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Economists say coronavirus disaster declarations may be the quickest path to reopening; militia groups use virus, Independence Day to recruit followers.

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Trump visits South Dakota's Black Hills, Mt. Rushmore today; nearby tribal leaders object, citing concerns over COVID-19 and a fireworks display. Plus, voter registration numbers are down from this time in 2016.

S.Dak. Endangered Species Day Celebration Targets Mountain Lions

May 16, 2008

Rapid City, SD – The Oglala Sioux Tribe is making a study of mountain lions an environmental priority, now that the Black Hills Mountain Lion Foundation reports evidence that a breeding population may exist on the Pine Ridge Indian reservation.

Trudy Ecoffey, a senior wildlife biologist with the Oglala Parks and Recreation Authority, says the mountain lion is the only large predator on the reservation, and her group wants to know whether the animals are just visiting, or there to stay.

"They are a key part of our ecosystem. Plus, it's an educational opportunity to show tribal members they need not be afraid of the mountain lion, that living in mountain lion country is a good thing. We hope to reduce any kind of human and mountain lion interaction, if at all possible, through education."

Jim Margadant, with the South Dakota Sierra Club, says his group and a number of other conservation organizations from around the state and nation are contributing almost $6,000 to keep study crews in the field another year. He says today's Endangered Species Celebration Day observance is a perfect time to raise state awareness about the need to ensure that all wildlife, including mountain lions, has large areas of stress-free habitat.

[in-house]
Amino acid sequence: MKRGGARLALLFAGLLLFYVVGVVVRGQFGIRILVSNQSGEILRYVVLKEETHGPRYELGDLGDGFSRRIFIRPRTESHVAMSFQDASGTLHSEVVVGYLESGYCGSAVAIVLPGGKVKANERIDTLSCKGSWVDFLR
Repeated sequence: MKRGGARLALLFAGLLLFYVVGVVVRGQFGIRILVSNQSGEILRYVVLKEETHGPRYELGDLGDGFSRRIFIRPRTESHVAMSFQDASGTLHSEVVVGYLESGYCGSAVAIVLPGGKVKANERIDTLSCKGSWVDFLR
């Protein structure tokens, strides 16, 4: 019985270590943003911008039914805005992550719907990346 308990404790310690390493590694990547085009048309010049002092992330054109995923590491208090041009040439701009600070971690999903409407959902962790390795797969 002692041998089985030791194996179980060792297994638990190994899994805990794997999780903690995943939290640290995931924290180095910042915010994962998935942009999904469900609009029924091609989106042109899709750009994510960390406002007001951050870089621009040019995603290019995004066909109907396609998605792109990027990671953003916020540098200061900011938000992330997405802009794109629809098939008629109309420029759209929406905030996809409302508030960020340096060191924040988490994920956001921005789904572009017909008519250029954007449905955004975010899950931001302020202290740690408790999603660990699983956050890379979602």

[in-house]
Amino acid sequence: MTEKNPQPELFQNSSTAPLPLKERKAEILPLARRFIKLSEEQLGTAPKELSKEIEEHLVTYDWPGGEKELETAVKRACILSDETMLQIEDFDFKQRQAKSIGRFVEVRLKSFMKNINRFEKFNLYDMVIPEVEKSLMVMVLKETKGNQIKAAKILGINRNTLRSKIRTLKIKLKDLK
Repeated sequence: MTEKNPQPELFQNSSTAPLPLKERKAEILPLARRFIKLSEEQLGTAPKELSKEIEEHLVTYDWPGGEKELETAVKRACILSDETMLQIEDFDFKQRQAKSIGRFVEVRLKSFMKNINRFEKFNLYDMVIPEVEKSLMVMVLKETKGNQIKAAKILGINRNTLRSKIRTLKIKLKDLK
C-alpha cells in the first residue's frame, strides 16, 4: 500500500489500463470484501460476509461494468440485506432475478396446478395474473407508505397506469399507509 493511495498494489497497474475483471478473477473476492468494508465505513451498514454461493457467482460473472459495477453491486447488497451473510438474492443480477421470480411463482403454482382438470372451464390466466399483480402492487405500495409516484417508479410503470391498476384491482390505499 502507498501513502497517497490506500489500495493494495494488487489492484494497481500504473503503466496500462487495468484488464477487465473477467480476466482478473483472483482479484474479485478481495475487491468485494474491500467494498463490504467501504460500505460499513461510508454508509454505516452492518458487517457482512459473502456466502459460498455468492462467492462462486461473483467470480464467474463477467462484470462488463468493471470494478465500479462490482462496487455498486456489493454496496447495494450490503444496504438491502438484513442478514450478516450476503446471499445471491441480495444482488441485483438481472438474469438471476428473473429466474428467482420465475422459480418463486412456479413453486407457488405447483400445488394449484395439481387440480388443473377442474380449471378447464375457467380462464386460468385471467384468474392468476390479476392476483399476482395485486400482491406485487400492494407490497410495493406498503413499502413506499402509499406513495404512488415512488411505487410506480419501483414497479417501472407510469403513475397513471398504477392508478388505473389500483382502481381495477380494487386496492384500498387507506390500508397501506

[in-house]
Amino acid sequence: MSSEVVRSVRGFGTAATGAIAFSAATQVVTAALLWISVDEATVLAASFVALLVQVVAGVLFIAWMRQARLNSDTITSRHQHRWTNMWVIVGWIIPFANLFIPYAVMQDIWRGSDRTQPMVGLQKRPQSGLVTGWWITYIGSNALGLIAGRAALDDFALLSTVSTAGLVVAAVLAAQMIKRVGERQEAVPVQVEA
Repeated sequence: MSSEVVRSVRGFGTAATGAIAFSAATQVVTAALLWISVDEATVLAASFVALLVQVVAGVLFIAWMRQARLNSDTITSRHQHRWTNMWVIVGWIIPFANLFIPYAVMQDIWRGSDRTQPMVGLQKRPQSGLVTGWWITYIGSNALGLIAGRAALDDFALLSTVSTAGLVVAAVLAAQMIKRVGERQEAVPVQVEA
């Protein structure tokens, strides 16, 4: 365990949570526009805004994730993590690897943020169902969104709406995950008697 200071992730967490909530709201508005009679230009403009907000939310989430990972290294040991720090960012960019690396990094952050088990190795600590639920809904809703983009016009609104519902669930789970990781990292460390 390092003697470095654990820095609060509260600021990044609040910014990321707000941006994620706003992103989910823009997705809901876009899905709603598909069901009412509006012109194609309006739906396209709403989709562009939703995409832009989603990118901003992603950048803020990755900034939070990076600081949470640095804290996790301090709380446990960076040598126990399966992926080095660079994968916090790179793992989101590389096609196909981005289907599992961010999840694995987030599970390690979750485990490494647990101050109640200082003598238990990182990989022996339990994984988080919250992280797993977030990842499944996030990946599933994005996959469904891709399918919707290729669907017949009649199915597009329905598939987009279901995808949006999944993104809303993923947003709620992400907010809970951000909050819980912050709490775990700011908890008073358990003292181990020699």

"We got going on the project because of the huge contiguous acreage of wildlife habitat involved here. Those type of areas are unique. And, a large predator population, a stable population, is healthy and maintains those habitat areas in better shape than an area without natural predators."

Margadant says failure to monitor and manage the mountain lions could lead to the animals' disappearance. The new funding will allow more time to study the animals in seven different reservation areas, using safe-snaring techniques, camera trapping and DNA sampling.

Conservation groups helping with the funding are the South Dakota Chapter of the Sierra club, The Sierra Club’s National Wildlife and Endangered Species Committee, the Rapid City Chapter of the Izaak Walton League of America, the Black Hills Mountain Lion Foundation, Prairie Hills Audubon Society and Tom Huhnerkoch, DVM.

David Law/Don Mathisen, Public News Service - SD